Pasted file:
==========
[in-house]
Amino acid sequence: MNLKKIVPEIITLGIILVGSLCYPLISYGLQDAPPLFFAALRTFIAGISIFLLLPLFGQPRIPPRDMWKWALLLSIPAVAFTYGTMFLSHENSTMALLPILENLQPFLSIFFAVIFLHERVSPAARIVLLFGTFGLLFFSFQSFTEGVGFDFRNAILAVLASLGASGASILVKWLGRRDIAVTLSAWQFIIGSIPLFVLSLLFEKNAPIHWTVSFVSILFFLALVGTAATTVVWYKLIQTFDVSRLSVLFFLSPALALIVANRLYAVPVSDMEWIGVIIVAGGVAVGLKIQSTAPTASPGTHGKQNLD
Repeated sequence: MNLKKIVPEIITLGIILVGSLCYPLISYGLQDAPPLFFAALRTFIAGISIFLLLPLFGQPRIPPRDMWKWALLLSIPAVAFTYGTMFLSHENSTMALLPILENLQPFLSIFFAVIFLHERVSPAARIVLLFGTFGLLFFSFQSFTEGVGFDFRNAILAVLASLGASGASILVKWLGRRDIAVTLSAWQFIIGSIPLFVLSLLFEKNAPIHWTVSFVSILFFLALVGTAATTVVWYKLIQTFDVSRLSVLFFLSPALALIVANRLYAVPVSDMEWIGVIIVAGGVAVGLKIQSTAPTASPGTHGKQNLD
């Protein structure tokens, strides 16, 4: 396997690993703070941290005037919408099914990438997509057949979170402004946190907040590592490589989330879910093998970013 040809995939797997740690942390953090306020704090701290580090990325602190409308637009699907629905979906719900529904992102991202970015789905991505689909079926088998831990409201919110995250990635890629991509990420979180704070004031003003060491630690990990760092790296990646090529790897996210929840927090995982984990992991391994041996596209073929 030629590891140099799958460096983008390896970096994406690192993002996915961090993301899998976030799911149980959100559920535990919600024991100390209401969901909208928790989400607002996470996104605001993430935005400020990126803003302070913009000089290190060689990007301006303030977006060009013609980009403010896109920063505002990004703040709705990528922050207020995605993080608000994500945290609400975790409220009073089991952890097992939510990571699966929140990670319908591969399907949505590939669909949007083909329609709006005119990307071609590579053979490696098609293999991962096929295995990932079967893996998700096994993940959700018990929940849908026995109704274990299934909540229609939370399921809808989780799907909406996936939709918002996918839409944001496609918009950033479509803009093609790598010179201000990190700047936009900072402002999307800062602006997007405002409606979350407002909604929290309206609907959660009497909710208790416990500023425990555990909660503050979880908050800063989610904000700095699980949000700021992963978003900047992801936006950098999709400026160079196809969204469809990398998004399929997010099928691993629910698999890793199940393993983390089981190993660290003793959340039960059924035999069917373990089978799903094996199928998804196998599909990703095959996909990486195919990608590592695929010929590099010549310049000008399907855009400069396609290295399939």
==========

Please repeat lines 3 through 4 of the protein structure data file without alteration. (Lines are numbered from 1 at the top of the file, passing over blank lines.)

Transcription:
Repeated sequence: MNLKKIVPEIITLGIILVGSLCYPLISYGLQDAPPLFFAALRTFIAGISIFLLLPLFGQPRIPPRDMWKWALLLSIPAVAFTYGTMFLSHENSTMALLPILENLQPFLSIFFAVIFLHERVSPAARIVLLFGTFGLLFFSFQSFTEGVGFDFRNAILAVLASLGASGASILVKWLGRRDIAVTLSAWQFIIGSIPLFVLSLLFEKNAPIHWTVSFVSILFFLALVGTAATTVVWYKLIQTFDVSRLSVLFFLSPALALIVANRLYAVPVSDMEWIGVIIVAGGVAVGLKIQSTAPTASPGTHGKQNLD
């Protein structure tokens, strides 16, 4: 396997690993703070941290005037919408099914990438997509057949979170402004946190907040590592490589989330879910093998970013 040809995939797997740690942390953090306020704090701290580090990325602190409308637009699907629905979906719900529904992102991202970015789905991505689909079926088998831990409201919110995250990635890629991509990420979180704070004031003003060491630690990990760092790296990646090529790897996210929840927090995982984990992991391994041996596209073929 030629590891140099799958460096983008390896970096994406690192993002996915961090993301899998976030799911149980959100559920535990919600024991100390209401969901909208928790989400607002996470996104605001993430935005400020990126803003302070913009000089290190060689990007301006303030977006060009013609980009403010896109920063505002990004703040709705990528922050207020995605993080608000994500945290609400975790409220009073089991952890097992939510990571699966929140990670319908591969399907949505590939669909949007083909329609709006005119990307071609590579053979490696098609293999991962096929295995990932079967893996998700096994993940959700018990929940849908026995109704274990299934909540229609939370399921809808989780799907909406996936939709918002996918839409944001496609918009950033479509803009093609790598010179201000990190700047936009900072402002999307800062602006997007405002409606979350407002909604929290309206609907959660009497909710208790416990500023425990555990909660503050979880908050800063989610904000700095699980949000700021992963978003900047992801936006950098999709400026160079196809969204469809990398998004399929997010099928691993629910698999890793199940393993983390089981190993660290003793959340039960059924035999069917373990089978799903094996199928998804196998599909990703095959996909990486195919990608590592695929010929590099010549310049000008399907855009400069396609290295399939």